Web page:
There's frequently talk about returning astronauts to the Moon and establishing a permanent lunar base, but scientists at Stony Brook University say that prolonged exposure to lunar dust could make staying there a risky business. In tests, exposure to dust particles of simulated lunar soil resulted in up to 90 percent of human lung cells and mouse neurons being killed, with the potential for increased cancer risk also evident.

When the first American astronauts set foot on the Moon in 1969, one of the first things they encountered was the peculiar properties of the lunar dust that covers the surface of our only large natural satellite. Unlike the soil on Earth, lunar soil is the product of millions of years of micrometeorite impacts, extreme temperature variations, and constant cosmic ray bombardments occurring in a waterless vacuum.

Without the effects of oxygen, water, and biological activity to moderate them, the dust particles on the Moon become tiny, abrasive, chemically reactive, and carry a high static charge. The result is a very unpleasant blackish gray powder that clung fiercely to the astronaut's suits, wore at the joints that sealed their helmets, gloves, and other fittings, and produced hay fever symptoms that persisted even after returning to the orbiting Command Module.

Led by Rachel Caston, a geneticist at Stony Brook University School of Medicine, the team's work on simulated lunar soil indicates that while the watery eyes and runny noses of the Apollo crews were only temporary, those working for months at a time at a manned lunar outpost could face more serious disorders, such as cancer.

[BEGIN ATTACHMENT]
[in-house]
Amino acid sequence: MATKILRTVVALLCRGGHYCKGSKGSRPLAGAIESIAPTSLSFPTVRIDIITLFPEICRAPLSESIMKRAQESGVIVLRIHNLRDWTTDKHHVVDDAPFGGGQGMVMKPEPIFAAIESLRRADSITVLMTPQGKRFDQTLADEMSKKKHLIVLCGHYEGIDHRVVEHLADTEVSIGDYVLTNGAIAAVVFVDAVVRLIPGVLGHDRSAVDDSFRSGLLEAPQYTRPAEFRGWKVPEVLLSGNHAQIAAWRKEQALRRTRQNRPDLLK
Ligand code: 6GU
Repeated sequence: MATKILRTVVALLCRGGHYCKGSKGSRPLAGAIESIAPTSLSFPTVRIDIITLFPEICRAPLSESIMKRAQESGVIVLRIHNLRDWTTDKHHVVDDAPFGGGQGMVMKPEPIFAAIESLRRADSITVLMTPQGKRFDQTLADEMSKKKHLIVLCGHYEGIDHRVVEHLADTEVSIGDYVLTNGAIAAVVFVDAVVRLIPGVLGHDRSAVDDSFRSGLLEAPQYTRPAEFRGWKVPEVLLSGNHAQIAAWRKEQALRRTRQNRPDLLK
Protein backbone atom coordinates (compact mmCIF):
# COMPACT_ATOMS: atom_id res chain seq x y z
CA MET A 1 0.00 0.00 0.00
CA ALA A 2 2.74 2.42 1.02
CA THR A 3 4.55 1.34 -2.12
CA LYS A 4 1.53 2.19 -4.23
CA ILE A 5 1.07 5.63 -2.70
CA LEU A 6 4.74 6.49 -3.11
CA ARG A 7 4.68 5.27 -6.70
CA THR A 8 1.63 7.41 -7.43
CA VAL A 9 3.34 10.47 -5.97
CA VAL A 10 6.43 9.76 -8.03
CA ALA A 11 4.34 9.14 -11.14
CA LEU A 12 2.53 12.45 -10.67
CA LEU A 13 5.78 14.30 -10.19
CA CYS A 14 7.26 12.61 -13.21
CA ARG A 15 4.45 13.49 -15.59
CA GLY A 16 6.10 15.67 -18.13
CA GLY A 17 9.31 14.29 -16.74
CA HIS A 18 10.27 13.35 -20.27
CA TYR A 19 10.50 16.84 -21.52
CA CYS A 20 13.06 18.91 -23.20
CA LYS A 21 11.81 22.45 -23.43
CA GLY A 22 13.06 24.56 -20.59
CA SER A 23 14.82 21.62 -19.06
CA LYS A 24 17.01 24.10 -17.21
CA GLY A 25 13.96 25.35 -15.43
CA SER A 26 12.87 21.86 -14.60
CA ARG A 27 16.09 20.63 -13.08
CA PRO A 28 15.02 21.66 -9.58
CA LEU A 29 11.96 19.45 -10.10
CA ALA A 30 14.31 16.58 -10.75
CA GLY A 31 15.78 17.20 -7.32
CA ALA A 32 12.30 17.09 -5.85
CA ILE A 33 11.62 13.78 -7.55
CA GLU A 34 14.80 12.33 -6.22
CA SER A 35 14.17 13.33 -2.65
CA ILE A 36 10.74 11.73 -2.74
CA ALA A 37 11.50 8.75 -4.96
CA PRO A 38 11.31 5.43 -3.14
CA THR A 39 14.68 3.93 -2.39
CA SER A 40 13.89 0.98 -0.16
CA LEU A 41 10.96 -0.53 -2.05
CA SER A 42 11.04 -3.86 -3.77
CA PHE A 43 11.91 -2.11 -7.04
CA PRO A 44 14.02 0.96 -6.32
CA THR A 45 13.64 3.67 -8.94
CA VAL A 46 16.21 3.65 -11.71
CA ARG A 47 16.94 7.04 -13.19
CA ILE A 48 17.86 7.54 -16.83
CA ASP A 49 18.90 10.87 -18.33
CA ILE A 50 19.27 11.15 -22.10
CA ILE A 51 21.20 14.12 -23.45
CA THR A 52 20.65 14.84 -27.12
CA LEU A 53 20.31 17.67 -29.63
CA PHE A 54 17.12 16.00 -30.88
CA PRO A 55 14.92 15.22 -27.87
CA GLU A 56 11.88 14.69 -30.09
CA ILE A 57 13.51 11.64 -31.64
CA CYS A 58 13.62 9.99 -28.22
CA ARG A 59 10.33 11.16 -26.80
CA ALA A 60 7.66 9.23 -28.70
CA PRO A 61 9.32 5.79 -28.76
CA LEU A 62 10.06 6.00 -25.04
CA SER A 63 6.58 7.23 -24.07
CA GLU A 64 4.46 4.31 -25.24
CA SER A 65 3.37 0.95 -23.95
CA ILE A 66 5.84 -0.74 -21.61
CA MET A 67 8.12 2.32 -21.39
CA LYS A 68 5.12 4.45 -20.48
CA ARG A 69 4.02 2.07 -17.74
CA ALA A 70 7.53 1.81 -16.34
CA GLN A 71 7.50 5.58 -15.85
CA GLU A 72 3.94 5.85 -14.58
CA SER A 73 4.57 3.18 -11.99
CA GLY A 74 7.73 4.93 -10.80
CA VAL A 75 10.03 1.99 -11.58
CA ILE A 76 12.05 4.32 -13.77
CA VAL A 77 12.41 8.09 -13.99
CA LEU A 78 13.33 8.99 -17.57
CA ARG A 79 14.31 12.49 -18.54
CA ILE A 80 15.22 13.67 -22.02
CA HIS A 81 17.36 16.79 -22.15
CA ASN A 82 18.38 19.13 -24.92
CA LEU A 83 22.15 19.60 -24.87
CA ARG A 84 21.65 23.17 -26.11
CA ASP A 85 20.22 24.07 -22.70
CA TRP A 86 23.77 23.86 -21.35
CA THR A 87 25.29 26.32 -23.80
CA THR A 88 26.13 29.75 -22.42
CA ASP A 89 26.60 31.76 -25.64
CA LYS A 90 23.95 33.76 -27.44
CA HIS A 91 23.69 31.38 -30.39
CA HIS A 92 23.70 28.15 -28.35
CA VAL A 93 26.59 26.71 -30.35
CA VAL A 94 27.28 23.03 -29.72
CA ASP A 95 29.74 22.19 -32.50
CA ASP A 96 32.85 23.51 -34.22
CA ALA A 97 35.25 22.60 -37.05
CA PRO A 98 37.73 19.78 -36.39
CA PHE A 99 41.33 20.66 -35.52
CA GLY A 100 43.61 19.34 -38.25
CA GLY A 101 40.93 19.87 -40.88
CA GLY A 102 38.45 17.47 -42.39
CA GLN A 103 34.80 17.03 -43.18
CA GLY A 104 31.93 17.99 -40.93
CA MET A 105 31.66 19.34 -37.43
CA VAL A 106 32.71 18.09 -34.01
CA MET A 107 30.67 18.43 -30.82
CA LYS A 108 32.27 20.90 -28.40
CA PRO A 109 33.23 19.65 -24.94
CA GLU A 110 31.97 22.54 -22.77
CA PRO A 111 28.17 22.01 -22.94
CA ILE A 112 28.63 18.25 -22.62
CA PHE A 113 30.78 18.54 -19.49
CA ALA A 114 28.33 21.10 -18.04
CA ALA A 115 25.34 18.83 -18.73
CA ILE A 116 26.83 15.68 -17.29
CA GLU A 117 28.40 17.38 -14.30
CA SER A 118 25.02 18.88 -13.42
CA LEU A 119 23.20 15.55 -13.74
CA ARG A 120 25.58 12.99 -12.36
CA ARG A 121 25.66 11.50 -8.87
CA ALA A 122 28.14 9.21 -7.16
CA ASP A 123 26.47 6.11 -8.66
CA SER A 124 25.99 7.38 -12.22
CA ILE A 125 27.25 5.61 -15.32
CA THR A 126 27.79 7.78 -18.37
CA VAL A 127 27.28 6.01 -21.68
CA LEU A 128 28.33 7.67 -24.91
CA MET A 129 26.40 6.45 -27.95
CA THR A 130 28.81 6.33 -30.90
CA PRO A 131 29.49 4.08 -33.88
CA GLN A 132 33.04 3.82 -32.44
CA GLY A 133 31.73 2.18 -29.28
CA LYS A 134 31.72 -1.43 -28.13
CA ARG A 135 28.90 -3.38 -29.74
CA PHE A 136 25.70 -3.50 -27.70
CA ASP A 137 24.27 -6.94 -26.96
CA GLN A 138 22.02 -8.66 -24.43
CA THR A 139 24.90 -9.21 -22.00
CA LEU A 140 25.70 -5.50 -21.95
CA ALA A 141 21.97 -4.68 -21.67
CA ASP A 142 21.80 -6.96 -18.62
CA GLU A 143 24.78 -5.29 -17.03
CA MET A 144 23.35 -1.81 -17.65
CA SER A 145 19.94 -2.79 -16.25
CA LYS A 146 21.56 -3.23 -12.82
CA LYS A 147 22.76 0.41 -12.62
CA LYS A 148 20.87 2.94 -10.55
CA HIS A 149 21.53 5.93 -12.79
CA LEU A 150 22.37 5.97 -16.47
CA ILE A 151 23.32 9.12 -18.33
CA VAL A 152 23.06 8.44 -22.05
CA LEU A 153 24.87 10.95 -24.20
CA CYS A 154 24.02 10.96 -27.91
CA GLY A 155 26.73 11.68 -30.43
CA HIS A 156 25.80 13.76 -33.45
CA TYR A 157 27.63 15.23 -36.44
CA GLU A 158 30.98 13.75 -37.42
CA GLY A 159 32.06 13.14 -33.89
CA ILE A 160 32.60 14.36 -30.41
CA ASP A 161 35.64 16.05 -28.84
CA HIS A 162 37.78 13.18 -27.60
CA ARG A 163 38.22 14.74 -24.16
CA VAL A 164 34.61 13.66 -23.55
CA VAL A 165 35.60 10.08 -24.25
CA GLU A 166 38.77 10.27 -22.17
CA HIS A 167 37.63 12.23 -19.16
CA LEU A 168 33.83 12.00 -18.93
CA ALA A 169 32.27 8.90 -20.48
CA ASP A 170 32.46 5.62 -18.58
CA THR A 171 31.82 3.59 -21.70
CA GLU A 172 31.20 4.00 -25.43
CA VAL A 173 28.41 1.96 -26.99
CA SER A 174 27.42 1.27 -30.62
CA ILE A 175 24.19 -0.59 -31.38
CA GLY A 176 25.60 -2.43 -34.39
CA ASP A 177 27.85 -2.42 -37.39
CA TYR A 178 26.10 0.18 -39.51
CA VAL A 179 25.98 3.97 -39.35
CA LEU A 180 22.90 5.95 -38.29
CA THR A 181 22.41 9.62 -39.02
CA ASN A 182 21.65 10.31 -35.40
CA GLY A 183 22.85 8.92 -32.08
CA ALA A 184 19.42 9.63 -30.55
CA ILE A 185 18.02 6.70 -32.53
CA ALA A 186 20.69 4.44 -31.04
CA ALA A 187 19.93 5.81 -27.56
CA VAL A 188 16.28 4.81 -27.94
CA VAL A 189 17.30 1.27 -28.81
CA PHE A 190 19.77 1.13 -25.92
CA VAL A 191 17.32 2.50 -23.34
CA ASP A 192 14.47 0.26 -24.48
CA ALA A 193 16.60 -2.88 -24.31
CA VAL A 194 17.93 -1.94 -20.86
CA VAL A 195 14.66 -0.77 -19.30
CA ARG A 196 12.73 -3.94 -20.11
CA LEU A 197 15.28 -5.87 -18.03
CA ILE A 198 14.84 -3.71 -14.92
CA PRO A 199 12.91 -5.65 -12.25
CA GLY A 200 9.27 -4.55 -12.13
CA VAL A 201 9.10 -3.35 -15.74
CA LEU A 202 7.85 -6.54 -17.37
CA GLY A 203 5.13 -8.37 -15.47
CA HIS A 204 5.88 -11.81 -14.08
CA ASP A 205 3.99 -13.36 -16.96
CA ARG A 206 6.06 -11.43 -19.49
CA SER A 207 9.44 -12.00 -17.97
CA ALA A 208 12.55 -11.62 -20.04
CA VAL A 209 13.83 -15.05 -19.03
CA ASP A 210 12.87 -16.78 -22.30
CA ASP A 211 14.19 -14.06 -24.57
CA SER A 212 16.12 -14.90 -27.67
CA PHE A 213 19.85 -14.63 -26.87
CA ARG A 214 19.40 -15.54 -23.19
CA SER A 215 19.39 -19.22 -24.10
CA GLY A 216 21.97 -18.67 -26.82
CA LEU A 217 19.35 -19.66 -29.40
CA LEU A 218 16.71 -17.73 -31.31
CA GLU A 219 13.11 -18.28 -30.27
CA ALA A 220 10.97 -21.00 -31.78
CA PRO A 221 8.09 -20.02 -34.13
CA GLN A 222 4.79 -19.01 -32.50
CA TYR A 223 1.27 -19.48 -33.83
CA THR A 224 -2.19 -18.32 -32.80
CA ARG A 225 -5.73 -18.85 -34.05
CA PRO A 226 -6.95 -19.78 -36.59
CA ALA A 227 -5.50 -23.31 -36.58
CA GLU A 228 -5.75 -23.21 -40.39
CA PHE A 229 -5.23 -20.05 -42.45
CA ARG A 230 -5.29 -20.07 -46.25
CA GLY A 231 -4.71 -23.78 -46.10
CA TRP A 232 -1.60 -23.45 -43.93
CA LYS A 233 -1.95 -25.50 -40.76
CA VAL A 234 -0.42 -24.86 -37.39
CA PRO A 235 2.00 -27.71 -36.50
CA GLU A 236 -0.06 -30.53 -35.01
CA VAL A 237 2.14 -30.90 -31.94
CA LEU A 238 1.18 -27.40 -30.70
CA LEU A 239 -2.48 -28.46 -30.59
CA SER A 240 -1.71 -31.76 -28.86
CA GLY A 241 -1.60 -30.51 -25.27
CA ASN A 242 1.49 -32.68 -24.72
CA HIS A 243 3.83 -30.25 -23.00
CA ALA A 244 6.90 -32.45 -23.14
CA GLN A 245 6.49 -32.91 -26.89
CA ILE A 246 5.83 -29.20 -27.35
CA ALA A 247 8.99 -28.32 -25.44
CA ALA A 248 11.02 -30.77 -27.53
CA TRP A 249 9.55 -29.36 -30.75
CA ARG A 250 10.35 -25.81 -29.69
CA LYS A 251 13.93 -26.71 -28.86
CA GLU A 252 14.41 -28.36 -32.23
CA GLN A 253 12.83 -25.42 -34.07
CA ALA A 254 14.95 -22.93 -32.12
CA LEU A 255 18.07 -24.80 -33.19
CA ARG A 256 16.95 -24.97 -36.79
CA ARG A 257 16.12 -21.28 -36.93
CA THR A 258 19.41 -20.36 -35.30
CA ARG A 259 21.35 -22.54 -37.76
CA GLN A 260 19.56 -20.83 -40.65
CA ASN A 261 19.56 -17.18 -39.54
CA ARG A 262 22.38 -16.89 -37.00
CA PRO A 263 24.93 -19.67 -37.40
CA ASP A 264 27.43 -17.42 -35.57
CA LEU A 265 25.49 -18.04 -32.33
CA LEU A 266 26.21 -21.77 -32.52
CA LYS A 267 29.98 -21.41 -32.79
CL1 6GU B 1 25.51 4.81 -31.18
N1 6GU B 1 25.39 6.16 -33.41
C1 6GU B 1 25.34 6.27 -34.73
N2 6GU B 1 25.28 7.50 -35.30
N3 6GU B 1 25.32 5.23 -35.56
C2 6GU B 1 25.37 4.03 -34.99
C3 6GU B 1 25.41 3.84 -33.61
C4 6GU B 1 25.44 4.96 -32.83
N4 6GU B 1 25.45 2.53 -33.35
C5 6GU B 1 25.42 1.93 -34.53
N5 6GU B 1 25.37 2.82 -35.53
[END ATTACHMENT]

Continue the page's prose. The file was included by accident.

According to Caston, the effects of lunar dust is similar to silicosis – a condition found in coal miners or those who breathe in toxic dust from dust storms or volcanic eruptions. The tiny silica particles settle in the alveoli of the lungs, where they can cause gross damage or even affect the DNA of cells, resulting in cancer.

Using recreated lunar soils designed to simulate those found in the lunar highlands, Caston's team exposed growing human lung cells and mouse brain cells to variants of the dust under controlled conditions. They found that when the dust was ground fine enough, it killed up to 90 percent of all cells. It also significantly damaged the DNA in the mouse neurons, but killed the human cells so effectively that it wasn't possible to measure DNA changes.

Exactly how the dust causes so much damage is still unclear, but the team believes that it may have to do with causing an inflammatory response inside the cells or by triggering the production of free radicals, which can strip electrons from certain molecules and negatively impact their functionality. But whatever the mechanism, the study indicates that lunar dust may be more than just a housecleaning problem.

The research was published in GeoHealth.

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